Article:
Grand Theft Auto: Midwest City begins with Sydney looking for ways to avoid her homework and playing video games instead. In an attempt to fill a void in life (not being a gangster), Sydney plays the new Grand Theft Auto game. Sydney is controlling the character named Ryan. Ryan’s current objective is to search for a car to hijack. He stumbles upon a black Chevy and goes for it. First, he pulls the driver, Dyllan, out of the car and then repeatedly beats him in the head with a crow bar until he kills him. After driving for about 25 yards, Ryan kicks the passenger, Marc, out of the car giving him severe road rash. Once he finally gets rid of the civilians, Ryan proceeds to Chase Bank. He robs the bank with ease and leaves as a millionaire. Satisfied with her progress in the game, Sydney puts down the controller and decides to get back to her homework.
When we first received this assignment, my initial reaction was this is going to be long and difficult. Turns out that I was totally wrong. I was only nervous for I had never done anything quite like this before (you have a knack for that, Professor). And that’s based solely on the fact that it was just a fun project to take part in.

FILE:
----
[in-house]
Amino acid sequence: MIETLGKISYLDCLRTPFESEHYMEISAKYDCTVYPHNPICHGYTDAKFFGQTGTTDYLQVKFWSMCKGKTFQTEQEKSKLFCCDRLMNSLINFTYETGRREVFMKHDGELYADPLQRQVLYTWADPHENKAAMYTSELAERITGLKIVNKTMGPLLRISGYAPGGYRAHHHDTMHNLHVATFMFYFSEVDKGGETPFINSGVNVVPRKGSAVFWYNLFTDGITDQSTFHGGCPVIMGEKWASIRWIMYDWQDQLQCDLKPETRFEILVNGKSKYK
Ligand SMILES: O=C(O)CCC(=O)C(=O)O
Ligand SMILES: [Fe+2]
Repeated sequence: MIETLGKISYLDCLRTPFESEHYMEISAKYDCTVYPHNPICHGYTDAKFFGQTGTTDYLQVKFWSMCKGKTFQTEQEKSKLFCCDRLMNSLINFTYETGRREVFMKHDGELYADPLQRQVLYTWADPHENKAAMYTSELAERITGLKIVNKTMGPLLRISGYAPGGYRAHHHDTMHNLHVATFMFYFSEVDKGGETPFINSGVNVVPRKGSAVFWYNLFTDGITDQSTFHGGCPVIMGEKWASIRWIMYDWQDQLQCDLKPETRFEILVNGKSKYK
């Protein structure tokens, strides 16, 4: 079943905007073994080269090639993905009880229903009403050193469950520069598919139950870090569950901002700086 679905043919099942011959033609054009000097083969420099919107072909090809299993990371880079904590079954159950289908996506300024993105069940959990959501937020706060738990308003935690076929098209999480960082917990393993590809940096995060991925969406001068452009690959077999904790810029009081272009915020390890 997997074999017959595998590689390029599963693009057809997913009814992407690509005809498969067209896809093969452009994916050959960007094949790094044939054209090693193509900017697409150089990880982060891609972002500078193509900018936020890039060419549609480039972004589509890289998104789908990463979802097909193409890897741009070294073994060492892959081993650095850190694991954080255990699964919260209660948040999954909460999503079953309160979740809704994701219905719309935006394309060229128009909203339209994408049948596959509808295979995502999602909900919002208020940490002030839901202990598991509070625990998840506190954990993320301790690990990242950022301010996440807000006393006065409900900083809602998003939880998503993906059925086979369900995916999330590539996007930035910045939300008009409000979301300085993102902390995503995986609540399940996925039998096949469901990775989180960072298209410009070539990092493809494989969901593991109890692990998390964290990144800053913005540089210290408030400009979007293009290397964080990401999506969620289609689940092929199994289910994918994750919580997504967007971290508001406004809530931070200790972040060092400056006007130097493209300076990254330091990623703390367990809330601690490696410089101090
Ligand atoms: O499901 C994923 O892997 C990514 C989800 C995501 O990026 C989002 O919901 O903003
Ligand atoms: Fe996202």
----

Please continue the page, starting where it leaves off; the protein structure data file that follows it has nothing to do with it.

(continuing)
There are two quotes from two different readings that I would like to talk about because one defends the other. “That success is at least as much a product of Flickr itself as it is a product of the contributing photographers” (Rebecca Blood, Web blog). The next quote makes a strong case for this statement. “…Flickr user Laretta Houston uploaded her first image onto the service… She describes the progression from amateur to pro in a series of milestones” (Jennifer Marderazo, article). In a matter of eight months, Houston went from buying her first camera (which was extremely) to setting up her very own studio and is now a professional photographer. This just happens to be only one of many cases. For instance, a photographer on Flickr who goes by the name of “Miss_M” experienced similar success. Miss_M posted a photo in response to an advertisement through Flickr which asks others on the website to post and describe the story behind the photo that made them popular. Miss_M posted this photo knowing it was not her best work, but surprisingly she received an offer from the editor of the “Everything” magazine. She sold the photo and it was used in a story within the magazine. On the Flickr website, Miss_M is known as a “pro” photographer. I do not know how long it took her to reach that status. However, she still had a photo, which she considered “not that good” sold and published in a magazine. This is another prime of example of a person who went from “unpopular” to a “pro” on Flickr with a published photo in the professional media industry. Follow this link for Miss_M’s picture: